No matter how small your business, bookkeeping remains vital to track expenses, monitor cash flow, keep employees honest and prepare for tax season. Keeping accurate records is key to your small business’s success, but many business owners find the entire process tedious. Plus, if you just recently opened your small business, you’re likely more concerned with building a solid customer base than with your financial accounts. However, cutting time spent on essential accounting tasks can lead to small mistakes and financial mismanagement that cause worse headaches down the road. Avoid common bookkeeping mistakes many small businesses make with these tips.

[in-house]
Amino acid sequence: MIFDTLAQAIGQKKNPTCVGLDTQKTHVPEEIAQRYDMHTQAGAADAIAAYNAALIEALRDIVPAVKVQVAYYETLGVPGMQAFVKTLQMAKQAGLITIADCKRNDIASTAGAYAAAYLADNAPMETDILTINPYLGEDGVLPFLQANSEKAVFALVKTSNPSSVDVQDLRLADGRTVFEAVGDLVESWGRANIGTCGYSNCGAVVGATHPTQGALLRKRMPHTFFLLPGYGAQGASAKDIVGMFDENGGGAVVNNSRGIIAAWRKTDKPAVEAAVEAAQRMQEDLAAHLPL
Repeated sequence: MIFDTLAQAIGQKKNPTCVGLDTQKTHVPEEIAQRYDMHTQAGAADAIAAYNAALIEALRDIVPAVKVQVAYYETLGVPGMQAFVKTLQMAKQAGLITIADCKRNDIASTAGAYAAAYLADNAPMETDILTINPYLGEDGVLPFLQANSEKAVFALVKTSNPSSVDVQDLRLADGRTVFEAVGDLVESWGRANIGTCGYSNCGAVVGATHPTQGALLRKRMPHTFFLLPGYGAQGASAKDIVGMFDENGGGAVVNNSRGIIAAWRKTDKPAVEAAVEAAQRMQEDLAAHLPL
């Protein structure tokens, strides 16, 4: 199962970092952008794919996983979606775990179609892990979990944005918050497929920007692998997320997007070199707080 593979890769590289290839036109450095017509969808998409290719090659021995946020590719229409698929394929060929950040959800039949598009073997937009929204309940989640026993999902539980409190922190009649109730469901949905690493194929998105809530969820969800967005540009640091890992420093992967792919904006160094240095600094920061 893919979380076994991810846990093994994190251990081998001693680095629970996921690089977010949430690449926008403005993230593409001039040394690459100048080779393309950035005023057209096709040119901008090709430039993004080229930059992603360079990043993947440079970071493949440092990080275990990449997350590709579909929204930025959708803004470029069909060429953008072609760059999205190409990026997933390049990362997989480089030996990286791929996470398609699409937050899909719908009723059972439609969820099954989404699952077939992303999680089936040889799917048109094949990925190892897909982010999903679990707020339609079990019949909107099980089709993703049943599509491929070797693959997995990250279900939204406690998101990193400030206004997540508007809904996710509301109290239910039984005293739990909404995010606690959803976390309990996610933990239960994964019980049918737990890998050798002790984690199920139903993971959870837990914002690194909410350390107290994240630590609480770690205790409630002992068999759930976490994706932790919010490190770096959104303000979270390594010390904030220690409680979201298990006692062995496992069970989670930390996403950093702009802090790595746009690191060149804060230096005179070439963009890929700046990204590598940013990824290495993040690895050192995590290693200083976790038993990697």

Not Tracking All Expenses
Small business owners often fail to consistently track all expenses, especially those involving a small amount of money. But even small purchases, such as office supplies and other expenses, can add up. To track reimbursable expenses, always keep your sales receipts. Such receipts are essential to place items in the correct expense category and prove expenses if your small business is audited. As your small business grows, record all receipts at least weekly — daily if you get a lot of them. Choose a core accounting software system like QuickBooks to automate expense tracking. Professional accounting software scales with your business to meet all your future record-keeping needs.
Not Keeping Personal and Business Funds Separate